Kuwait’s embattled interior minister has stepped down amid rising political tensions that include calls for the first major Gulf street protests.
The emir accepted the resignation of Sheikh Jaber al-Khaled al-Sabah, who quit last month over the death of a man allegedly tortured by police.
He was replaced by a close relative of the ruler, Kuwait’s news agency said.
The move comes amid calls for protests on Tuesday against “undemocratic” practices by Kuwait’s government.
The youth group, Fifth Fence, has urged people to gather outside the parliament on Tuesday “to declare our rejection of the continuity of this government and its undemocratic practices”, the group said in a statement.
Sheikh Jaber had been due to appear in parliament for questioning on Tuesday after a Kuwaiti man arrested for illegal liquor sales was allegedly tortured to death while in police custody on 11 January.
But the inquiry was delayed after the government and its supporters in parliament decided to postpone sessions for six weeks, a move the opposition condemned as unconstitutional.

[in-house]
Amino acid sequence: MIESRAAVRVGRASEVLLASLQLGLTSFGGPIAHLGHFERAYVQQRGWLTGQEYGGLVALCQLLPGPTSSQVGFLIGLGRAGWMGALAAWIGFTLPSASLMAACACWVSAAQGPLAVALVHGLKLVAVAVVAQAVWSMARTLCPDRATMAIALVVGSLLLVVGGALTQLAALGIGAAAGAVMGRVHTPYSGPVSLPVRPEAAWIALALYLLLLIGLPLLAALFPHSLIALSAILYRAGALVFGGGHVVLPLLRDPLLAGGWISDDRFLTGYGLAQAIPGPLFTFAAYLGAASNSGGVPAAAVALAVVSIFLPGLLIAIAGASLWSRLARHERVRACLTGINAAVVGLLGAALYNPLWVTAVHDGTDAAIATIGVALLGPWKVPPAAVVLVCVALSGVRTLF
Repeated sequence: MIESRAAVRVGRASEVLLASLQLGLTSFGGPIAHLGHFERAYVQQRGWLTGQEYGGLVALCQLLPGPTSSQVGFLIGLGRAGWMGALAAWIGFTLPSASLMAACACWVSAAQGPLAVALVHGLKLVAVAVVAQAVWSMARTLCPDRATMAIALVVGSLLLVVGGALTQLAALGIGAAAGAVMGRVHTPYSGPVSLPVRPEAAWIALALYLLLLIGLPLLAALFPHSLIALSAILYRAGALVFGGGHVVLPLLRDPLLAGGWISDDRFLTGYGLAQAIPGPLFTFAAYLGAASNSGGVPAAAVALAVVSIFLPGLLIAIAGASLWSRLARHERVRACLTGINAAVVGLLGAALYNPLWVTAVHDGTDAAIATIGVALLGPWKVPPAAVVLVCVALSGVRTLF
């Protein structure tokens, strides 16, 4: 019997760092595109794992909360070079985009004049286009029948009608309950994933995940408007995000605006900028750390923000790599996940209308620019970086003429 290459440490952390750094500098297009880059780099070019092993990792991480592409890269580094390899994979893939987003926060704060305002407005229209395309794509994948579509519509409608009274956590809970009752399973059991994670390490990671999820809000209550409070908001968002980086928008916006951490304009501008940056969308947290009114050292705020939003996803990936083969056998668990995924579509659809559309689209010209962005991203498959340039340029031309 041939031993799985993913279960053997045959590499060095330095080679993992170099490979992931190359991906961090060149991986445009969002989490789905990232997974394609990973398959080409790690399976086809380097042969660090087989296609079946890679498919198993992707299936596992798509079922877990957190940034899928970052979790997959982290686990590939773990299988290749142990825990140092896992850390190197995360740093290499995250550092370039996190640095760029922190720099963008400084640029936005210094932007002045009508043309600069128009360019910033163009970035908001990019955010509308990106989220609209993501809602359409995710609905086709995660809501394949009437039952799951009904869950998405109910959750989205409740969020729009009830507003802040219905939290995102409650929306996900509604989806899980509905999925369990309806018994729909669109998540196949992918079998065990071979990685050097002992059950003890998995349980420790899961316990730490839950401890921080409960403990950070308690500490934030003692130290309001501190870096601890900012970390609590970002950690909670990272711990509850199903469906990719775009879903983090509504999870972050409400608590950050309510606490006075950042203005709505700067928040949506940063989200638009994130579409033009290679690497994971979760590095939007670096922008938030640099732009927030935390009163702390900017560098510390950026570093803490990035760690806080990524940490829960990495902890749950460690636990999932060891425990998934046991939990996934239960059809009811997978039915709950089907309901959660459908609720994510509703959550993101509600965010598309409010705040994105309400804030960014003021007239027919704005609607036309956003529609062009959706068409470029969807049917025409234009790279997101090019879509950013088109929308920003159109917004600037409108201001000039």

Fifth Fence stressed that the proposed protest was not linked to any “external events”, an apparent reference to the anti-regime demonstrations in Egypt and Tunisia.
The emir has appointed Sheikh Ahmad al-Hamoud al-Sabah, a senior member of the ruling family, as deputy premier and new interior minister. He served as interior minister in 1991-92 and as defence minister in 1994.
Opposition groups have escalated pressure on Kuwait’s leadership in recent months over claims of corruption and perceived attempts to roll back political freedoms.
Kuwait’s parliament is one of the few elected bodies in the Gulf. BBC
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